As an exercise in visualizing the words that characterize the course of United States history,Â I used TagCrowd to create two word clouds for the president’s ‘State of the Union Address,’ 2002 vs. 2011.
A new version of TagCrowd recently went live. There are a few major fixes and some new features:
1. Major overhaul of the web spider for URL/webpage text sources. You’ll find that a lot more sites will work properly now (notably, Wikipedia).
2. You can now get multi-word phrases to stay together in the cloud (e.g. New York). More info here.
3. Major overhaul of the error reporting system. Now if there are problems with your text source or cloud, you’ll see a more informative error. Behind the scenes, I’m now able to better track what errors people are having, and fix them faster.
TagCrowd how now been running since Summer of 2006, almost 5 years, and been visited by almost a million different people in that time. It long ago graduated from Beta status, but ‘Beta’ is still part of the logo as a reminder to always improve and better serve the needs of TagCrowd users.
It’s now easier than ever to customize the size and look of your TagCrowd text clouds when embedding them in HTML web pages and blog posts.
You’ll now find a new “CUSTOMIZE” section near the top of the HTML Embed code where you can customize some of the CSS styles to suit the style of your webpage. Custom styles include font and font size, overall cloud size, margins, padding, borders and background color.
In the near future we’ll introduce controls for changing the color and fonts without having to edit CSS.
(As always, you can edit the CSS that lies outside the customize section, though it’s advanced and we can’t provide support for that.)
I’m pleased to release a long-requested feature. You can now save your text clouds in Adobe Acrobat PDF format. That means they are scalable for printing at any size. You’ll get a letter-sized document that you can scale to your own needs.
I’ve also streamlined the interface to make it easy to save your cloud in one of three formats:
Today we’re releasing a feature that has been highly requested, especially by those who do research and want to do visual analysis of long transcripts, survey responses, etc.
Raised file size limits. After some code wizardry, you can now input very large text files into TagCrowd using the “Upload a File” method. The limit is 6 megabytes — larger than the complete works of Shakespeare.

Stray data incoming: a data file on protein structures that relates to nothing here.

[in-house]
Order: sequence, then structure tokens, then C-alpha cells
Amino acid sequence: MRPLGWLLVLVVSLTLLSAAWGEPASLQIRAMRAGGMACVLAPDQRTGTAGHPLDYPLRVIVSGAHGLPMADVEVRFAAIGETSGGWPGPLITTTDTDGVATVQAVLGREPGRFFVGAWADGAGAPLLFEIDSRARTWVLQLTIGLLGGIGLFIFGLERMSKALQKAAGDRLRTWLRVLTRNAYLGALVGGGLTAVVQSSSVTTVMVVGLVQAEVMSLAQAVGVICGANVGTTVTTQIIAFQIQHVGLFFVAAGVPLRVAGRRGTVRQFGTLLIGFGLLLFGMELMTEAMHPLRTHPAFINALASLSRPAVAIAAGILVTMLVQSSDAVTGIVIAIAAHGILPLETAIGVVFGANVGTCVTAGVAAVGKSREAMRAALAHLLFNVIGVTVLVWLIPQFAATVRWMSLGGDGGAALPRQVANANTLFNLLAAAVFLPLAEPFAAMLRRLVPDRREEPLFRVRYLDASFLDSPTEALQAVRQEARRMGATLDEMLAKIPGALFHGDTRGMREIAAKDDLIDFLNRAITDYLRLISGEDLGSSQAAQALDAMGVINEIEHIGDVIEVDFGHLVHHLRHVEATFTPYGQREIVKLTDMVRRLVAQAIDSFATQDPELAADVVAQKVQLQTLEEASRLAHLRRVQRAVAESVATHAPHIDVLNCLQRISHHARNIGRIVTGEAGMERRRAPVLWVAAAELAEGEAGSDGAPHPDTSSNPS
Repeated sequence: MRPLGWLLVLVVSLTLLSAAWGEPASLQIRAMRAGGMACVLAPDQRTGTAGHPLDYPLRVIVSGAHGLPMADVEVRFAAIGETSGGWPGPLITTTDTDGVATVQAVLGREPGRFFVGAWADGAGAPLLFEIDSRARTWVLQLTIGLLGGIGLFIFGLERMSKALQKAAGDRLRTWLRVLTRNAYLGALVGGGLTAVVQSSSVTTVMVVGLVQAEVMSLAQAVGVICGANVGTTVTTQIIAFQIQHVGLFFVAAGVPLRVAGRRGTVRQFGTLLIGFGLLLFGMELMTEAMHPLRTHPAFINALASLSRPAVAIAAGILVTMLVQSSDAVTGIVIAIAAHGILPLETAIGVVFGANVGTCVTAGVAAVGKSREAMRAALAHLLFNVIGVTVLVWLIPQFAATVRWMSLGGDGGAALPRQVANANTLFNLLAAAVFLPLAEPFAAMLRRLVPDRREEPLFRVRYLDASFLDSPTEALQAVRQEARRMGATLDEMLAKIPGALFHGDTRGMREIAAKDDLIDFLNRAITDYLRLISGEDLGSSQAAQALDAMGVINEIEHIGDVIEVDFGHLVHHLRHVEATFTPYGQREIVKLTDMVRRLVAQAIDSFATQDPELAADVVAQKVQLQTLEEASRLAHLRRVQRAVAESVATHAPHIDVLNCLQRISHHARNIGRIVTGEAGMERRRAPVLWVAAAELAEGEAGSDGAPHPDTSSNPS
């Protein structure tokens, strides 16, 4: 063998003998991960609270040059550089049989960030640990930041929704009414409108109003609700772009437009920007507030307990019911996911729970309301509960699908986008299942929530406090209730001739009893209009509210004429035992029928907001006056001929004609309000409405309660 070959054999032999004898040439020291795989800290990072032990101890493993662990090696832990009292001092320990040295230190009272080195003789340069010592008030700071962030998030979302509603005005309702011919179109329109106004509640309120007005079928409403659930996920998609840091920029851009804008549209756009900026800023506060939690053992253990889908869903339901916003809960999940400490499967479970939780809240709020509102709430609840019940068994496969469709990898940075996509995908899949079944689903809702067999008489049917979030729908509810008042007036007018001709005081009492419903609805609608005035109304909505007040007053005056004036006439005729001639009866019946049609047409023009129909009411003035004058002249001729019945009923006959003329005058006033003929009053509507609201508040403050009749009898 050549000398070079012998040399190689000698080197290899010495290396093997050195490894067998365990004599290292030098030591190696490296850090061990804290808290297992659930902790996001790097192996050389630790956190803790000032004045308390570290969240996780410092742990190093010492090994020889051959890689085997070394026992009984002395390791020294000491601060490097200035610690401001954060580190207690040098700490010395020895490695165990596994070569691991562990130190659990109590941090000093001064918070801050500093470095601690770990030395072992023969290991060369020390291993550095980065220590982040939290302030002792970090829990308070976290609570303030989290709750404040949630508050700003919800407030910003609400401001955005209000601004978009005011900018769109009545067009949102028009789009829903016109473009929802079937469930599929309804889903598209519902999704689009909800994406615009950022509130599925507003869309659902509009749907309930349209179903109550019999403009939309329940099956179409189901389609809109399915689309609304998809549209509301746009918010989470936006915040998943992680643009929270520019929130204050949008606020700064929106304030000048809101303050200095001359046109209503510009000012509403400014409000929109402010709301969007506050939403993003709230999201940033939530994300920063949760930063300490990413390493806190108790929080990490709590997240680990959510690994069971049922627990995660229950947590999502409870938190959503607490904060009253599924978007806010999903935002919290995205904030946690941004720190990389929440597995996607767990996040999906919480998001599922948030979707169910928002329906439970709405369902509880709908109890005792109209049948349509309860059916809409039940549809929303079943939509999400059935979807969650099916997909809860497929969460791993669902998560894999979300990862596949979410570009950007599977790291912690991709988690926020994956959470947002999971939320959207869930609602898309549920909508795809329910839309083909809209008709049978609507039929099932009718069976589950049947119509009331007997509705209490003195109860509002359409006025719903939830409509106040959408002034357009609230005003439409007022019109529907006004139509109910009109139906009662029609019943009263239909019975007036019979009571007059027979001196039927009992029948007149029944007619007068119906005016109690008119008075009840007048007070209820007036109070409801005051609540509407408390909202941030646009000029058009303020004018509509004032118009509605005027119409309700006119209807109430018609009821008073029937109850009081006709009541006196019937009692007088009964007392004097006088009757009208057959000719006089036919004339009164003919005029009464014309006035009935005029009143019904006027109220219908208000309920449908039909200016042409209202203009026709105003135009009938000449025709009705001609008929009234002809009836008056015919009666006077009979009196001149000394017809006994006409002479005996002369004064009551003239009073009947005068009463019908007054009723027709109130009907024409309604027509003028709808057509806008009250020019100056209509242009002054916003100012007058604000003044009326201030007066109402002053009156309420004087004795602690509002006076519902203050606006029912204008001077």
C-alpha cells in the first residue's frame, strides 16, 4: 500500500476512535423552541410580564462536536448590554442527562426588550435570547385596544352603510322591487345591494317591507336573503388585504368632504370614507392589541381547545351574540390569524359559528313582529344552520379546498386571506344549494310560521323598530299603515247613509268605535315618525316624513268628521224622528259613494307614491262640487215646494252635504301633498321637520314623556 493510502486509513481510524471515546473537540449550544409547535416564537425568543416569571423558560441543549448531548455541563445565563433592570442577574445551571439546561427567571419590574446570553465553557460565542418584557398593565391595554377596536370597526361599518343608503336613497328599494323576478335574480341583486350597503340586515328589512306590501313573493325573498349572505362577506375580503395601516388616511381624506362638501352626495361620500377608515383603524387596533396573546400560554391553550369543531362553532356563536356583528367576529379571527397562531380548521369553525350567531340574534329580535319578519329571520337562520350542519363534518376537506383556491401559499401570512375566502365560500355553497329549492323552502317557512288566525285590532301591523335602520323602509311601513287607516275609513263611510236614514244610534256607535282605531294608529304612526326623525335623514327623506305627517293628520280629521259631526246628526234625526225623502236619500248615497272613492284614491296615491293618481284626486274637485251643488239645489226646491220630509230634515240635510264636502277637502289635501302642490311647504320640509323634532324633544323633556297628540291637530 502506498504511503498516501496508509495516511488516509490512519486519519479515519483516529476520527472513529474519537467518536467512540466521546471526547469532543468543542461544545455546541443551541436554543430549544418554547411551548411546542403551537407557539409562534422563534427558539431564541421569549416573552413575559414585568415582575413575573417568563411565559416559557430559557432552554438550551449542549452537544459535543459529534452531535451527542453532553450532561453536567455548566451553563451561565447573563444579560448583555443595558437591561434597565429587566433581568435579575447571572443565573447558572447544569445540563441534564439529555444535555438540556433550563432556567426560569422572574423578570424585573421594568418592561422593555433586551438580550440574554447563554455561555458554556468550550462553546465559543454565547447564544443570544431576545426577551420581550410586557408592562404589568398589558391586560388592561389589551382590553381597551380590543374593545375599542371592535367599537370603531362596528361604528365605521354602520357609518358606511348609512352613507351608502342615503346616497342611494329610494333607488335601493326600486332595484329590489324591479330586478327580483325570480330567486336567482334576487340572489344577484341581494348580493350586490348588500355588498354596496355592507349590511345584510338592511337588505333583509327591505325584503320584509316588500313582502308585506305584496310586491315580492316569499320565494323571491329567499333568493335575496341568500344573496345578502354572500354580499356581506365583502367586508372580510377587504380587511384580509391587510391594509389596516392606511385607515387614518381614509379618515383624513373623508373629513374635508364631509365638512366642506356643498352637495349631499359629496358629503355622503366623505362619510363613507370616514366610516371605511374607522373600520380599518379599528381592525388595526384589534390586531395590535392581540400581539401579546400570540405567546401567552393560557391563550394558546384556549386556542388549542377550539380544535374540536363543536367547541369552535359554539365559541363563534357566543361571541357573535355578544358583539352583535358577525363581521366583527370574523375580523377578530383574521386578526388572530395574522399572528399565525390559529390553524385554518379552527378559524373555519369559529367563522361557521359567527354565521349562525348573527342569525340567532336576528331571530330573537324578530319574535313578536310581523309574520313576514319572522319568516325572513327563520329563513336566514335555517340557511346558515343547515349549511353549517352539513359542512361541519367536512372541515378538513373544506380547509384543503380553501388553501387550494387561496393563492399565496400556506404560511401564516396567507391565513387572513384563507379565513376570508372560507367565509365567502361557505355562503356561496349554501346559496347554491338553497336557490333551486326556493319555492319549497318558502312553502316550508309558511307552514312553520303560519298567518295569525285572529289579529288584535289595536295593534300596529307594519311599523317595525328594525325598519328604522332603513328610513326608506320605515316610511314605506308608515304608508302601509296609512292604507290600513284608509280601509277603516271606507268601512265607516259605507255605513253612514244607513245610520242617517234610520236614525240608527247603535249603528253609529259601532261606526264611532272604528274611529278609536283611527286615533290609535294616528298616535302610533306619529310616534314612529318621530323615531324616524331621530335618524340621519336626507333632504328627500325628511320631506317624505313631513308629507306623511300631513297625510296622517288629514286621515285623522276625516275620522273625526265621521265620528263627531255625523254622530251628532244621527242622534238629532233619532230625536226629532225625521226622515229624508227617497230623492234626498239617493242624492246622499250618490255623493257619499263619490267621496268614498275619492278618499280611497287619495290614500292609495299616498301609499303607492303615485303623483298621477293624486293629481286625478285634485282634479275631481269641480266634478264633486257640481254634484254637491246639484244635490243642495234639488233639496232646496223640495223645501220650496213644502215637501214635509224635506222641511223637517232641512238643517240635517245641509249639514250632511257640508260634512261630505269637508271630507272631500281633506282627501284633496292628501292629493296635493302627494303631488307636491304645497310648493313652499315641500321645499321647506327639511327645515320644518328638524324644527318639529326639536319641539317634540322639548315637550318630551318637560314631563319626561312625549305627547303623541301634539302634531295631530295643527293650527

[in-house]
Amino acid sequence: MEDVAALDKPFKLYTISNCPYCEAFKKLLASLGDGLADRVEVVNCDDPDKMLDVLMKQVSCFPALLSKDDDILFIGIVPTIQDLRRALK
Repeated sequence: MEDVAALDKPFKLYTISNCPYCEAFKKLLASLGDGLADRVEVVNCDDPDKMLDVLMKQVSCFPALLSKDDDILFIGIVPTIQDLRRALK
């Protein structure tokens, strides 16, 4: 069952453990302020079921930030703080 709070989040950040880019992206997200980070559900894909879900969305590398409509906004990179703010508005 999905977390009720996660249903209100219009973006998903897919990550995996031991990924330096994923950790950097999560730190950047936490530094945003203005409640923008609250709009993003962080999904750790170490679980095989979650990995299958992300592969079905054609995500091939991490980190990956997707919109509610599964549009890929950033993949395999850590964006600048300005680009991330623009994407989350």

After a crash course in the intricacies of the Unicode standard, I’ve introduced basic support for international languages in TagCrowd. There’s a new option to select the language for your text. This will remove the common words in that language from your text cloud.
“Basic support” currently means languages based on the Latin alphabet (i.e. most of Europe), and all accented characters are converted to plain characters. Currently supported languages include Czech, Danish, Dutch, English, Finnish, French, German, Hungarian, Italian, Norwegian, Polish, Portuguese, Romanian, Spanish and Swedish.
The most common feature request I used to receive was the ability to input a URL and have TagCrowd retrieve the web page text automatically. Since my development efforts are prioritized primarily by what I receive requests for, that feature went live a few months ago to much grateful thanks. I’m pretty sure it’s how most people are using TagCrowd these days.
Another feature I get a lot of requests for is a way to create clouds that only include words above a certain frequency. As of today, you can do that too.
I’ve also taken the opportunity to clean up the interface a bit, revamp the Stoplist editor and fix some outstanding bugs. As always, keep your feedback coming, good and bad.
Here are some images of TagCrowd being demonstrated at the International Conference on Computer-Supported Collaborative Learning (CSCL) in New Brunswick, NJ. (Click on the photo to see the rest).
I created word cloud stickers for every presenter at the conference (all 147 of them) based on the title and abstract of the article they wrote for the conference. There just happened to be a space on everyone’s conference-provided name badge that was the perfect size for the stickers so it was easy for people to display them. I distributed the stickers throughout the conference and you could see people pointing and referring to them whenever they introduced themselves.
It was fun to instigate this at such a large scale. Next time I’ll try to work with the conference organizers directly instead of trying to distribute them all on my own. I sure met a lot of people that way, though!
I’m currently at the international conference on Computer Supported Collaborative Learning in New Brunswick demonstrating TagCrowd to researchers in this field. I’ll post some photos and updates when it’s all over. Meanwhile, I updated the Help section and am working on unicode support for all the many alphabets in use around the world.